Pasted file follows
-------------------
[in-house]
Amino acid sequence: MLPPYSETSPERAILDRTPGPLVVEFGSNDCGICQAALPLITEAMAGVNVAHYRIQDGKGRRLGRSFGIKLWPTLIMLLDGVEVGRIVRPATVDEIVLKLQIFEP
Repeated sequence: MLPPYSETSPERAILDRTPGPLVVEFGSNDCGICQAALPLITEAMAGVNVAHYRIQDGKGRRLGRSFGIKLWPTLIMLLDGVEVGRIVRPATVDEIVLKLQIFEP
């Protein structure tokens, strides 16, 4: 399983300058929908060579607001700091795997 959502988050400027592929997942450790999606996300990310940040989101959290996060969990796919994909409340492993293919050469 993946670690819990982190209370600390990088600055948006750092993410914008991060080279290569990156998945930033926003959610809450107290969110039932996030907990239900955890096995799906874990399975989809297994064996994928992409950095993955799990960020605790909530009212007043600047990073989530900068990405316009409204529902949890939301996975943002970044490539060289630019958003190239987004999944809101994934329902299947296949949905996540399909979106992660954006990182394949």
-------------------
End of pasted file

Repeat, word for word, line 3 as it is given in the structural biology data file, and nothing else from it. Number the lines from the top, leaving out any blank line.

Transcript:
Repeated sequence: MLPPYSETSPERAILDRTPGPLVVEFGSNDCGICQAALPLITEAMAGVNVAHYRIQDGKGRRLGRSFGIKLWPTLIMLLDGVEVGRIVRPATVDEIVLKLQIFEP